Real Estate for Dummies: To Buy or To Rent?
At one point in your life, you will eventually make a choice between buying a home or continue renting. The financially savvy individuals might employ complex techniques to justify their decision. Unfortunately, not all of us are trained or skilled in the workings of acquiring real estate. The most logical thing to do would be to listen to prudence and do a cost-benefit analysis. Here are some fundamentals to consider before deciding on the best option for your life stage.
BUYING A HOME
When purchasing a home, there are certain assumptions that need to be stated first. The most essential is financial capability. Actual buying happens through a couple of financing schemes, and the most straightforward among these is outright purchase. Also understood in the industry as cash purchase, this requires a significant amount of money since real estate is not cheap.
Conversely, there is also buying through installment. This is the common method to acquire real property due to the relative ease in payments through amortizations. Simply put, a piece of realty is valued and its total selling price is sold to the public on installment. After settling a downpayment, the balance is then divided into the number of months covering the installment period and would represent monthly amortizations, plus interest and other expenses such as taxes. It is also common for a third-party financing institution such as a bank to offer a loan to a buyer.
A default happens when the buyer is deemed unable to pay. The result of this is the reversion of the same property back to the seller or financing institution that issued the load. A real estate purchase comes with its benefits that in the long run, contribute to the overall investment portfolio of a buyer. Some of these advantages are explained below.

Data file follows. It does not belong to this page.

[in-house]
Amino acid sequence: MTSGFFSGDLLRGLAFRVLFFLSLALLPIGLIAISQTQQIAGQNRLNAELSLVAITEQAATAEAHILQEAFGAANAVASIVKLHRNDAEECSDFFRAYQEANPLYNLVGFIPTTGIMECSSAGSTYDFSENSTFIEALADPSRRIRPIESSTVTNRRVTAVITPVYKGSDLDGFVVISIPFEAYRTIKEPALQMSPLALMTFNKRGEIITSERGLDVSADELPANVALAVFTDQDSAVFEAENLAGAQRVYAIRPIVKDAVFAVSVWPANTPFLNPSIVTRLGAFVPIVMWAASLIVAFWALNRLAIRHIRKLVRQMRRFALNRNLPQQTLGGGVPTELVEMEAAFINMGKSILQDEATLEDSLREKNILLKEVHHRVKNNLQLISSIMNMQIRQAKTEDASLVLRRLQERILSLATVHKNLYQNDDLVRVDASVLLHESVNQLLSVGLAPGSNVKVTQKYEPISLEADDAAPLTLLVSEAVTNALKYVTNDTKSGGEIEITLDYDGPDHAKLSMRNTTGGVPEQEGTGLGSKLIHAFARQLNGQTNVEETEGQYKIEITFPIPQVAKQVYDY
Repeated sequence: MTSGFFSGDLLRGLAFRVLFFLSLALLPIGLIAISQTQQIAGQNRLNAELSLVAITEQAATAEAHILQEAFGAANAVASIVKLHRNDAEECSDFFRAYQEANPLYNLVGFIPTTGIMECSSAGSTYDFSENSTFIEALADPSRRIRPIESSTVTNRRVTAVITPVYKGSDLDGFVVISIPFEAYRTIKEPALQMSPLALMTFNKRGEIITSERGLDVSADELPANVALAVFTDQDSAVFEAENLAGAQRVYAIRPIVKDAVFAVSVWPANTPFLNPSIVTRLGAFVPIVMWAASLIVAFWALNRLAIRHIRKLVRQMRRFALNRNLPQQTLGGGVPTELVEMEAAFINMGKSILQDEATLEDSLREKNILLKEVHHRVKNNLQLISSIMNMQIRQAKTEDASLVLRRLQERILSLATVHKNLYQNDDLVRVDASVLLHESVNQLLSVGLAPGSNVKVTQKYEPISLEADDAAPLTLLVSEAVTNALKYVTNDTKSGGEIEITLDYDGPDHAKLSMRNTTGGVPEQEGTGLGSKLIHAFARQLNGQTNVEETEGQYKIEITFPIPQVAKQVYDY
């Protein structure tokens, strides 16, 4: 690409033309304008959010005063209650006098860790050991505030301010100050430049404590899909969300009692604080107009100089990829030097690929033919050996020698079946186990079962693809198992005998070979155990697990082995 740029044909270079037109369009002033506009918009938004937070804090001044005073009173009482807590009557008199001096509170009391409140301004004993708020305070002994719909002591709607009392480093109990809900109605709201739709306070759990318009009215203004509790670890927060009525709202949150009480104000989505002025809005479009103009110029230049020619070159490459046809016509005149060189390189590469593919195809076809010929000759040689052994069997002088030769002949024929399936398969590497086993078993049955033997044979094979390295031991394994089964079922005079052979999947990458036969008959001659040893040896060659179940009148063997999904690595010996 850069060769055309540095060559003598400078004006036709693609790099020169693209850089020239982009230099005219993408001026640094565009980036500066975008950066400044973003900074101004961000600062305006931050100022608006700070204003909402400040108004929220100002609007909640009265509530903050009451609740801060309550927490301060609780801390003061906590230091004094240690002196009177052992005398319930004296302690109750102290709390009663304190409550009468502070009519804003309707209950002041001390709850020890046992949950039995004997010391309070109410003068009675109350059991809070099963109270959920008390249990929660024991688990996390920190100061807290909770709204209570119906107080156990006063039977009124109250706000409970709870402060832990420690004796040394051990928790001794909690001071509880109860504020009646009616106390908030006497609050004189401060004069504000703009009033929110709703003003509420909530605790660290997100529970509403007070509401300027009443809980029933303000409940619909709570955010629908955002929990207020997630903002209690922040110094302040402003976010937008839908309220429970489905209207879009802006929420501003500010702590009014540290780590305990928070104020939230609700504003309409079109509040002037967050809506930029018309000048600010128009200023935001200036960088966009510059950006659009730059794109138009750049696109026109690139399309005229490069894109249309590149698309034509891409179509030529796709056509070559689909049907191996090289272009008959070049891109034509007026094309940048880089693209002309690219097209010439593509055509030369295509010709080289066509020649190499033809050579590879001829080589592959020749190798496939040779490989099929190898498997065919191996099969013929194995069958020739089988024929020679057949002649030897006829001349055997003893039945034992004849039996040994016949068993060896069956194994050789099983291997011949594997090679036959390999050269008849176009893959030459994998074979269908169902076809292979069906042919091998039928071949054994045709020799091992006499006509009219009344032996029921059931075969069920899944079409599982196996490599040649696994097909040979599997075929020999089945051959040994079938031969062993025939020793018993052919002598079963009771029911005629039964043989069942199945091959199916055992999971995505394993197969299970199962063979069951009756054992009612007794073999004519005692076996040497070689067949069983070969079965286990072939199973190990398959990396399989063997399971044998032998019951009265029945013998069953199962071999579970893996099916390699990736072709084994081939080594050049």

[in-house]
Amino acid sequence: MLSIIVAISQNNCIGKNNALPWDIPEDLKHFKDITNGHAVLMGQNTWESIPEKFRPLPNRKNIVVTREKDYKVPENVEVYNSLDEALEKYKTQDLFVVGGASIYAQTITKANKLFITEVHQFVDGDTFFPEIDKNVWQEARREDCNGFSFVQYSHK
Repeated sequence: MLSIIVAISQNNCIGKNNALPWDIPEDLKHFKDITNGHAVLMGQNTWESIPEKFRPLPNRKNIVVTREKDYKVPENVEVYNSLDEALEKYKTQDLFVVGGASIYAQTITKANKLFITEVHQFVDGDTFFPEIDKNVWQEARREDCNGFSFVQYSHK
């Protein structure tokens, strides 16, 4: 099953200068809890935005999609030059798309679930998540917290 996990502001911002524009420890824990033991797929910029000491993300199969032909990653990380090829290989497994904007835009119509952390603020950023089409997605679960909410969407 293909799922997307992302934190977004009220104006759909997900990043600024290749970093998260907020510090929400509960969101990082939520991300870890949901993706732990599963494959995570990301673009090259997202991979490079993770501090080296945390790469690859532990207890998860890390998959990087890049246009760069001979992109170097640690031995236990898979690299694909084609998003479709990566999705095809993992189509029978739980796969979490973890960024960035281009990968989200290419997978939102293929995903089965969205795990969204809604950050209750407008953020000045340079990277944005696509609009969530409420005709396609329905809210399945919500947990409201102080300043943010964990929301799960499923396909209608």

The person who spends money to buy a real property becomes its absolute owner. This means that the buyer may exercise his unique bundle of rights over the property, to the exclusion of others. Some of these rights are so distinctly related to real estate that they even include the right to its abuse, within the bounds of the law. No other individual may exercise these rights, except in cases where state and governmental interests must prevail.
Economically speaking, a property bought adds to the asset column of a Statement of Assets, Liabilities, and Net Worth (SALN). This is often a plus when securing loans, applying for visas, opening bank accounts, or engaging in business. Total net worth is increased when assets are larger than liabilities. This makes a person credit-worthy. Not only is this accumulation helpful reputation-wise, it can also represent a real piggy bank on rainy days.
Both as a financial term and a layman’s concept, having security makes the buyer confident in dealing with the adult world. This idea could mean collateral for loans applied and enhances financial leverage. As a construct more related to emotions, security also tells a buyer that he has his own corner in this vast universe and there, he is king.
Value of Money
In house and lot investments, the value of the land increases while that of the building goes the other direction. Since a peso today can buy less in the future, invest your money in something that increases in value over time.
Sense of Accomplishment